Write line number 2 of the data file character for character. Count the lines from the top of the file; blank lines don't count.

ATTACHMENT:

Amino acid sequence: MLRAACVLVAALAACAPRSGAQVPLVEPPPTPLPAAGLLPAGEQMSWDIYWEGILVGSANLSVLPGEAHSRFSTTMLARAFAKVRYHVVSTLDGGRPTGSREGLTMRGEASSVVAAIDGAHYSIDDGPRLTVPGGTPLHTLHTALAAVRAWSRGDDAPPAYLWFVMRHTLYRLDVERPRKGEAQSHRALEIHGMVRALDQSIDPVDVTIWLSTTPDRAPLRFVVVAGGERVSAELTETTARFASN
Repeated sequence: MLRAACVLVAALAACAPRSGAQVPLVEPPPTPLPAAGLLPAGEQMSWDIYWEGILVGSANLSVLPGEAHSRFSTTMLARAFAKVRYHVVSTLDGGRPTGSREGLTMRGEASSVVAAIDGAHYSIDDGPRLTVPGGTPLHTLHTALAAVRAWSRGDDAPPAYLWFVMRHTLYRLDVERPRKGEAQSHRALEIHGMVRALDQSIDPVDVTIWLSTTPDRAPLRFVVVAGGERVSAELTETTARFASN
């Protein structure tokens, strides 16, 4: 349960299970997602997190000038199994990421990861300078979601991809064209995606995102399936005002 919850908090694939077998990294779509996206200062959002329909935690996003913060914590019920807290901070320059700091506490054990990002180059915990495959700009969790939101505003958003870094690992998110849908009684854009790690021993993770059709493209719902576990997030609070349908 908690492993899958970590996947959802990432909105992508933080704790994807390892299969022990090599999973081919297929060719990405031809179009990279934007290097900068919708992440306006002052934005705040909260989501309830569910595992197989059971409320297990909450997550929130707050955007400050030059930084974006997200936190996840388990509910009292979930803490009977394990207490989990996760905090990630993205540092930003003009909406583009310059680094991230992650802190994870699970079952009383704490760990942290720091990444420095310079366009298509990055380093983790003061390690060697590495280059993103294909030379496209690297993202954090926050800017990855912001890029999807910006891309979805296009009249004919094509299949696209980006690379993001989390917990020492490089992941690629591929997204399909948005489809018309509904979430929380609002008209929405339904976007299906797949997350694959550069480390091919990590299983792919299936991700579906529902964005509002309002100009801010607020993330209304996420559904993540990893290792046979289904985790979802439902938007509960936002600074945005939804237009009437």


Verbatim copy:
Repeated sequence: MLRAACVLVAALAACAPRSGAQVPLVEPPPTPLPAAGLLPAGEQMSWDIYWEGILVGSANLSVLPGEAHSRFSTTMLARAFAKVRYHVVSTLDGGRPTGSREGLTMRGEASSVVAAIDGAHYSIDDGPRLTVPGGTPLHTLHTALAAVRAWSRGDDAPPAYLWFVMRHTLYRLDVERPRKGEAQSHRALEIHGMVRALDQSIDPVDVTIWLSTTPDRAPLRFVVVAGGERVSAELTETTARFASN